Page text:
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By Harry Kalfaian

August 6th - The escalators hidden in the concrete of the colossal Cascade can take one only part way up the hillside.

A relatively short hike from the staircase’s unfinished terminus, however, will lead you to Victory Park, where a bronze statue of Mair Hairenik stands, sword in hand, in the shape of a cross, overlooking Yerevan. The trek to the view is enjoyable in the early evening air. That’s where we come in, on a leisurely race to meet a sunset that is painting the city center gold. See us pointing at the Massis in the dusk. We trace the ridge of the snow line in the air like a sentence from an arabic textbook. There’s the spot where we’d stood at the summit. 17 thousand feet, amazing! Alien lights flicker and appear two-thirds the way up the mountain, and we descend into the night.

Daghlar! Daghlar!

On a stuffy but modern bus from the garrison town of Erzurum, sitting among wool vested men and women in black chadors, listening communally to a rehashing of a pop hit from the seventies as the shells of overturned trucks pass on the wayside, Alisa and I enjoy our first glimpse of the enormity that marks the end of the Anatolian plateau. The upper reaches of Ararat are faint through a halo of fog, the triple peak crown obscured by a late afternoon accumulation of ominous storm clouds. There is no other wonder of its caliber.

Dogubeyazut is a sprawling frontier outpost, though one of the well-dressed locals explains that the nearby borders aren’t really significant at all. For him the region is the heartland of a greater Kurdistan, one that includes adjacent sections of Iraq, Iran, and Syria. The Kurds and I have something in common, ‘Historic’ Armenia, the Eden my people lost and they inherited. They celebrate our troubled land with exotic words written to familiar melodies. Songs of love, patriotism, and rebellion are recorded onto cassettes and packed neatly by the score into sturdy wooden handcarts, where they bake and warp and fade in the summer heat, while dusty merchants await your buying pleasure. Apricot music permeates the air of the rustic town at the foot of the dormant volcano.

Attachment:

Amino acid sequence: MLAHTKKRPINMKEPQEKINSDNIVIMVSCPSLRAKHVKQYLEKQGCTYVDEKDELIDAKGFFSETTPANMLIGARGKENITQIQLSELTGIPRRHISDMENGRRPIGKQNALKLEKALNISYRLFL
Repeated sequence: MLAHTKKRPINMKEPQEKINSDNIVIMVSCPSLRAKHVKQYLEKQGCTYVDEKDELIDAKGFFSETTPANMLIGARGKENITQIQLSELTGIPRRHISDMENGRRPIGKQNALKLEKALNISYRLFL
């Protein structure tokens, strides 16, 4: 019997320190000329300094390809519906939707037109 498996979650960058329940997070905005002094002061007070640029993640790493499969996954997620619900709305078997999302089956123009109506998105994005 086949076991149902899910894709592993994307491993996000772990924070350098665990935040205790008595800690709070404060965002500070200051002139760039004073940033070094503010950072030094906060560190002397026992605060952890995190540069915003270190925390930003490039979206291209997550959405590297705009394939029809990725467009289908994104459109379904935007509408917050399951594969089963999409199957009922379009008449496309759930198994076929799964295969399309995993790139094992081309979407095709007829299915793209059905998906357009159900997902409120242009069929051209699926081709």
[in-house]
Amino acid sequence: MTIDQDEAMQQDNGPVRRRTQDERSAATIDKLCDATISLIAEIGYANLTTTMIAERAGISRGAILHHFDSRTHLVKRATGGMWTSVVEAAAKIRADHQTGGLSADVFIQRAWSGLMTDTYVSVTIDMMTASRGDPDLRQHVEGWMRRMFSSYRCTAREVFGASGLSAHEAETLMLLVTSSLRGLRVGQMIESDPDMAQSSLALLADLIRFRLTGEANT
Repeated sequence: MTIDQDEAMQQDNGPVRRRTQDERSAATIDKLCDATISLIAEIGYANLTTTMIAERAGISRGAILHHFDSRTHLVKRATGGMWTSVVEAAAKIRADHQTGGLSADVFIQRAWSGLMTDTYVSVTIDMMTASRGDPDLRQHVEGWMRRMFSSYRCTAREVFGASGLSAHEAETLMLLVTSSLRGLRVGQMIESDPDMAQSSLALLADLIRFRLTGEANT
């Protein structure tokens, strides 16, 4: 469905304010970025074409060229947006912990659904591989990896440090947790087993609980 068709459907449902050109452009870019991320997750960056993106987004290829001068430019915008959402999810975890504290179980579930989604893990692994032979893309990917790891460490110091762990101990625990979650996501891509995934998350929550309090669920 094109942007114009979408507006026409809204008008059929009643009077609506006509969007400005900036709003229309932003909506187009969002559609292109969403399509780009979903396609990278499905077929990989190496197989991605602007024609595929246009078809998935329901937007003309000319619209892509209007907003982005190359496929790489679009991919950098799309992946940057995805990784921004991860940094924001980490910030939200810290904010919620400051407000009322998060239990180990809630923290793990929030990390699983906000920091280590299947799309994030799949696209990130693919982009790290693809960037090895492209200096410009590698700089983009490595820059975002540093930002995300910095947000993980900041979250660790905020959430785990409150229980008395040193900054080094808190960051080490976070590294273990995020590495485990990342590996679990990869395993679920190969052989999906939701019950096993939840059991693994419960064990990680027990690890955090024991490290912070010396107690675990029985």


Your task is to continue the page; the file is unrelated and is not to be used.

The Ishak Pasha has decent rooms, and a picture perfect view of Ararat. Its on a tapestry that the night clerk points to on check in. In the lobby, we meet Mustapha, an overworked tout who considers us lucky to have found him. He makes his living hawking day trips, but will provide us with all we need for our expedition, leaving us time also for sightseeing. The 7 kilometer stretch to the newly renovated Seljuk palace named after our hotel is a cakewalk. The deserted Saray with its Urartian walls was designed in the seventeenth century by an Armenian architect and built for a Kurdish prince, or so the latest guidebook states. No one really knows, here history is written and rewritten to taste. On the way back to town, we are invited to pick and sample the spotted fruits of a lone orchard among endless hayfields, as a preoccupied dust devil whirls about like a dervish in search of Nirvana. Nearby, Ataturk’s flag is carved into a barren mound surrounded by razor wire. Beside it is a disclaimer that bites, “What Joy it is to be a Turk.” Little Ararat is majestic in the distance.

Read the whole article and see photos here.

Source: Massis Weekly, September 23, 2006


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